Barbara Tassa's small business began as a class assignment at the University of Toronto's Rotman School of Management – "Give a one-minute pitch of an idea." Her classmate Danny Wang proposed to link students of English in China with anyone in the English-speaking world willing to teach them, online, by speaking to them over Skype. Hey, she asked Mr. Wang, why not? And WeblishPal was born in December, 2010.
Ms. Tassa, 29, of Toronto, is co-founder and co-chief executive officer with Mr. Wang. She and her parents learned to speak English when they came to Canada from Estonia two decades ago.
Q: What inspired you to start a business?
Barbara: A combination of an interesting idea, a customer problem I could relate to and a fun teammate.
Q: Why is this business right for the times?
Barbara: From a technology perspective, more and more people have Internet, more and more people are comfortable using video technologies online. Education is always right for the times, and when it comes to English education specifically, there is a growing demand in China to improve English skills.
Q: What are the rewards of starting a business?
Barbara: Allowing yourself to be creative in a business environment, which you don't necessarily get on a day-to-day basis if you're working for somebody else. You have a lot of responsibility and you have to do a lot of things, but it's great because you have fun with it, you get to experiment, you get to see what works, what doesn't. It's really fun trying to see what works because nothing has been written in stone yet.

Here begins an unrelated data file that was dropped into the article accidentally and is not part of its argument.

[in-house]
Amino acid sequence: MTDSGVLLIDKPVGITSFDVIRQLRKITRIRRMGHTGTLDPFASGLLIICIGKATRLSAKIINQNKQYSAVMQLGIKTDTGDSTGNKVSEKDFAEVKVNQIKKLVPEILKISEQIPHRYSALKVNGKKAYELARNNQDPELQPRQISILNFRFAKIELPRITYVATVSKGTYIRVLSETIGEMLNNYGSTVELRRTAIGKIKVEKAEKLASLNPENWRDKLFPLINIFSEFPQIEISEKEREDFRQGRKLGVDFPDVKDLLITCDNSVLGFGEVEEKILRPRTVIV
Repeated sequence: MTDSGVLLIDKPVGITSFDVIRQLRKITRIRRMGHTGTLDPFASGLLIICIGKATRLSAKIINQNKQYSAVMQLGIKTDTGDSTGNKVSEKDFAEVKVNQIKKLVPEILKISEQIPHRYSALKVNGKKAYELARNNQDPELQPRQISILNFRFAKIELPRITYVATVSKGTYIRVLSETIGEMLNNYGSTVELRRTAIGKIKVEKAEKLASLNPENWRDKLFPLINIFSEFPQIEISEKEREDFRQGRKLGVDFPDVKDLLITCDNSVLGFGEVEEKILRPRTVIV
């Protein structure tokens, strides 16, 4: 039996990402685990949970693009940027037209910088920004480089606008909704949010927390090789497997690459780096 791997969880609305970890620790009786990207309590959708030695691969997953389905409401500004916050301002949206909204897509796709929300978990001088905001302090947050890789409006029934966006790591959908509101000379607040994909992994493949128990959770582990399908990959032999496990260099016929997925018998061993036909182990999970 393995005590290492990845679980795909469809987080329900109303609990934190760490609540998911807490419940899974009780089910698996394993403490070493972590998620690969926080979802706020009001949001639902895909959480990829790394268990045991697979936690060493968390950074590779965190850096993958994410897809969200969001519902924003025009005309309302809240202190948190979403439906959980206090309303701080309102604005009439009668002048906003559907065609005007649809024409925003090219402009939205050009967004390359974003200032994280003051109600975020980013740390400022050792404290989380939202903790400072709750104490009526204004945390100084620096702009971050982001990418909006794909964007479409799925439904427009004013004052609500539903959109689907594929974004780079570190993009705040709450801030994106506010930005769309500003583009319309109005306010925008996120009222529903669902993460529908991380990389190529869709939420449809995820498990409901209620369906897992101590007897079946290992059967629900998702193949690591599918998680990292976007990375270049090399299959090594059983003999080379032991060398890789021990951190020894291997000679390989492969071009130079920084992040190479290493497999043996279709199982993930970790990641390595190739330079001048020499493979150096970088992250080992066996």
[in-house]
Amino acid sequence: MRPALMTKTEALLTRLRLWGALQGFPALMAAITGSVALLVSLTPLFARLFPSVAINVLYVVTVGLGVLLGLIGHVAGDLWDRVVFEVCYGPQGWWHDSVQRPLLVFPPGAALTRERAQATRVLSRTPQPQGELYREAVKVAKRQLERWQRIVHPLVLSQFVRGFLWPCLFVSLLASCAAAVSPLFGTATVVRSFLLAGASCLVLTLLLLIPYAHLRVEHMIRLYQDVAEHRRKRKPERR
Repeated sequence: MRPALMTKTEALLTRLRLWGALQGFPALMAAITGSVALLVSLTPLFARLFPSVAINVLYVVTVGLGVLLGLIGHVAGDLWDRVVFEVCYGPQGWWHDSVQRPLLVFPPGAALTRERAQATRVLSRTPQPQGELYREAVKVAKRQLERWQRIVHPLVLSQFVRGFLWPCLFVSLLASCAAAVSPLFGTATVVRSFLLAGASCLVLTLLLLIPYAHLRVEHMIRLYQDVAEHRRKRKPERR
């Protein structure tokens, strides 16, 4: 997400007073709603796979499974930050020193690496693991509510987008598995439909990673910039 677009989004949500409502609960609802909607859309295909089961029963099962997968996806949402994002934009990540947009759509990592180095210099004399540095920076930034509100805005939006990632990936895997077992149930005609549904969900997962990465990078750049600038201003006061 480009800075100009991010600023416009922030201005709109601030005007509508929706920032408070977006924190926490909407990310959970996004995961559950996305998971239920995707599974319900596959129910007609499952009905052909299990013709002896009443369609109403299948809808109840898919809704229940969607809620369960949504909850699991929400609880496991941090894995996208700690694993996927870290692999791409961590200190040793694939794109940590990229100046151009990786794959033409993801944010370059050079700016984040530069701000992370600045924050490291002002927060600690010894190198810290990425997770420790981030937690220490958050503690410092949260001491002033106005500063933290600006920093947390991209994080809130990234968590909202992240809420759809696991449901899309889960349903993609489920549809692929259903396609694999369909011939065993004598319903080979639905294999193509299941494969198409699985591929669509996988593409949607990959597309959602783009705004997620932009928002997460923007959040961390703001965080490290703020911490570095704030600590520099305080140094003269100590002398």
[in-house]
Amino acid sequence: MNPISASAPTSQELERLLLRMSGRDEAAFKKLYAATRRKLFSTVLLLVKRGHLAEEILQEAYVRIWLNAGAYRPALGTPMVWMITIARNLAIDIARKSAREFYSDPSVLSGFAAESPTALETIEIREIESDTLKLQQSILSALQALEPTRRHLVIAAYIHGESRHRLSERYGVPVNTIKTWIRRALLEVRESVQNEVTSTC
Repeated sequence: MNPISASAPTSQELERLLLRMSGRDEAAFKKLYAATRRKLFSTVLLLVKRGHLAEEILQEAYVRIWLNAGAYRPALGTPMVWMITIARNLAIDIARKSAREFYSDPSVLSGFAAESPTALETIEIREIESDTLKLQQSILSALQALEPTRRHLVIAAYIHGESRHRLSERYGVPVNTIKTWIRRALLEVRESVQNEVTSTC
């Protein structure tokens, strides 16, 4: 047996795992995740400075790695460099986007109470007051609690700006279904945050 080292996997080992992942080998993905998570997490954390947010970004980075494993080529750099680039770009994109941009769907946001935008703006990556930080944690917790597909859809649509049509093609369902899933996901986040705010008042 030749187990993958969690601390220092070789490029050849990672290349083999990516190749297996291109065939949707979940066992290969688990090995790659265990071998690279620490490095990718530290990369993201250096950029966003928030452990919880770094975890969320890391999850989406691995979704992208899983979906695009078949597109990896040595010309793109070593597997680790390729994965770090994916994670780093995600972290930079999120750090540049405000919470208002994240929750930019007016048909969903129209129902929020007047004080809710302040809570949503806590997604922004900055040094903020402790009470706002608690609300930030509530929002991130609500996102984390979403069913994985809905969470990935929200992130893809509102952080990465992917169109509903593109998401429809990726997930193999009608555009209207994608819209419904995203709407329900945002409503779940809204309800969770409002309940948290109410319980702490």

Q: What's the biggest triumph so far?
Barbara: Launching it and having people using it. It's really exciting when you actually get that first customer, and you're able to help them with their goals. One of the first customers on WeblishPal was looking to get into an MBA program in China and needed help with her admission essays and preparing for an English interview. We were able to make sure she had the final touches to get that successful admission.
Q: What was your toughest moment?
Barbara: I think they're ongoing. I think it is the daily struggle. You see the long term vision, but there are always minor setbacks.
Q: What is the biggest challenge?
Barbara: If our goal is to be the biggest English training platform online, the biggest challenge for us as a startup is driving awareness. Right now we're working on a shoestring budget.
Q: What advice have you sought?
Barbara: As a startup, we definitely talk to as many people as possible. You want to talk to experienced entrepreneurs – what was your process, what did you go through – so you can get a sense of what you should be looking for or anticipating. We definitely want to talk to people in our industry, education and online communications, to get industry-relevant information. How things are done currently, how to position ourselves uniquely in the marketplace. We have reached out to our peer network as well as the professor network to provide us with specific tips. For example, the first time I did the corporate taxes for WeblishPal, I called up my accounting professor, and said I've filed my own personal taxes before, but I've never filed for a corporation. What do I need to do? He helped me file those taxes.
Q: What advice would you give to young entrepreneurs?
Barbara: Get started. Work with people who see your vision and want to help you out. There are a lot of resources out there. And if it's a matter of being too timid or afraid to jump into it, often you just have to push yourself and start working on it. The path will be clearer once you actually get going. The key is to get going.